Figures released by the ONS today suggest that net migration to the UK stands at an all time high, at 336,000. The UK government’s pledge to reduce net migration ‘from the hundreds of thousands to the tens of thousands’ seems further than ever from being achieved.
So why hasn’t the government killed off this compromising target? One obvious answer is the political risk of abandoning a target once it has been set. Cameron and Theresa May are fully aware that the target is in many ways a liability. But they have calculated that dropping the target at this stage will send out an even more damaging political message: that their commitment to reducing immigration has been diluted.
But while the target may have been a failure, it has had significant effects on the way we talk about immigration. By setting a single, high-profile, quantitative target, the government has irreversibly shifted how we define and assess policy on immigration.
In our ESRC project on the Politics of Monitoring, we distinguish two main effects of this type of quantitative performance measurement. The first concerns how we categorise and count immigrants. The exercise of counting net migration implies suppressing important distinctions between groups – whether students, intra-company transferees and European Economic Area nationals, family migrants or refugees – and counting them as equivalent units. This glosses over important differences in the reasons behind migration, for example whether it is economic, family-related, linked to study, or fleeing persecution. And it overlooks the varied impacts of immigrants on the UK economy and society, as well as differences across regions of the UK.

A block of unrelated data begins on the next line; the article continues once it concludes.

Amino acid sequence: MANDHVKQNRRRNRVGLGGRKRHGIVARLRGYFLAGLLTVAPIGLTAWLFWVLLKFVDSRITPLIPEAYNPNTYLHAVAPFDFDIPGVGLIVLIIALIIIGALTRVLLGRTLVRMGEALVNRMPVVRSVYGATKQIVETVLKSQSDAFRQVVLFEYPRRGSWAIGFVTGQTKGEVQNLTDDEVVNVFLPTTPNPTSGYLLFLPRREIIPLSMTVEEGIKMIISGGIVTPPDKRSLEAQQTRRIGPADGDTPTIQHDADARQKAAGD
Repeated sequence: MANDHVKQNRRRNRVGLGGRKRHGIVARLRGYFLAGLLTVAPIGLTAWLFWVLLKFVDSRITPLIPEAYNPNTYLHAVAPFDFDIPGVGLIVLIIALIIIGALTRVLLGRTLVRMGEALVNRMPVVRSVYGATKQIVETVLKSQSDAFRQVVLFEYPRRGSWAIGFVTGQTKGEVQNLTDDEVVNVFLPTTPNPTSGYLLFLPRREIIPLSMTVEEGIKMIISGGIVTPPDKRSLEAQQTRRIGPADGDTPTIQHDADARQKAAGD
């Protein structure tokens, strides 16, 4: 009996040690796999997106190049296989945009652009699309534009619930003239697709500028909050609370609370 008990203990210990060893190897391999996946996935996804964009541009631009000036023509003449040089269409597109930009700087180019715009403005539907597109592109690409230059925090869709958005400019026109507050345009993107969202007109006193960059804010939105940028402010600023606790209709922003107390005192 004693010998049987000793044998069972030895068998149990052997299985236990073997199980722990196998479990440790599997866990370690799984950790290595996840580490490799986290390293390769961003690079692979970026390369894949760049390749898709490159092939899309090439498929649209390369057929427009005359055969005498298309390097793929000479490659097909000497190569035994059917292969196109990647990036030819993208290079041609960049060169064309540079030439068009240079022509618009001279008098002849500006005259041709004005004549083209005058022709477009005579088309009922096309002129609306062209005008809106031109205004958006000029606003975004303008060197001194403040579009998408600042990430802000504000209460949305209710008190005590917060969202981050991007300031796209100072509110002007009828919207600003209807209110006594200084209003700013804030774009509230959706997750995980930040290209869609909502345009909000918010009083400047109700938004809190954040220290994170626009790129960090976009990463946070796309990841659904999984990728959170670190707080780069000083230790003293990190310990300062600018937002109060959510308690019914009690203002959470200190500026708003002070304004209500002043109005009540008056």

Importantly, this re-classification of which immigrants ‘count’ has shifted political attention, bringing previously unproblematic – or even unobserved – groups of immigrants into the political spotlight. Few people were anxious about foreign students or high-skilled labour migrants before the target was introduced. Now they are all part of a problem to be reduced. What’s more, these new classifications are now embedded in the way statistics are produced and disseminated, and the way in which the public expects to appraise the government and hold it to account.
The second effect concerns the role of measurement. It has now become normal to frame immigration issues through using statistics, and especially in terms of overall flows. The use of numbers provides a particularly clear and authoritative way of expressing goals, one that appears more precise and objective than qualitative descriptions. It promises an especially rigorous way of holding government to account.
Opposition parties have played into this, frequently pegging their critique on the government’s failure to meet its own target. This constant invocation of the target – even by its detractors – only reinforces the idea that such targets are valid and appropriate ways of framing policy. Meanwhile, Labour has struggled to articulate a clear and compelling message on immigration, partly because of its (justifiable) refusal to adopt a clear and simply target. The fact of the matter is, targets work very well as political messages.
We may dislike targets. We may find them simplifying, distorting and in many cases unrealistic. But once policies are framed in terms of precise quantitative goals, it is very difficult to undo these effects. In UK immigration debates, it has become difficult to resist assessing policy in terms of overall inflows of migrants, or articulating goals in terms of numbers. The net migration target may have failed, but it has profoundly influenced the way we deliberate on immigration policy.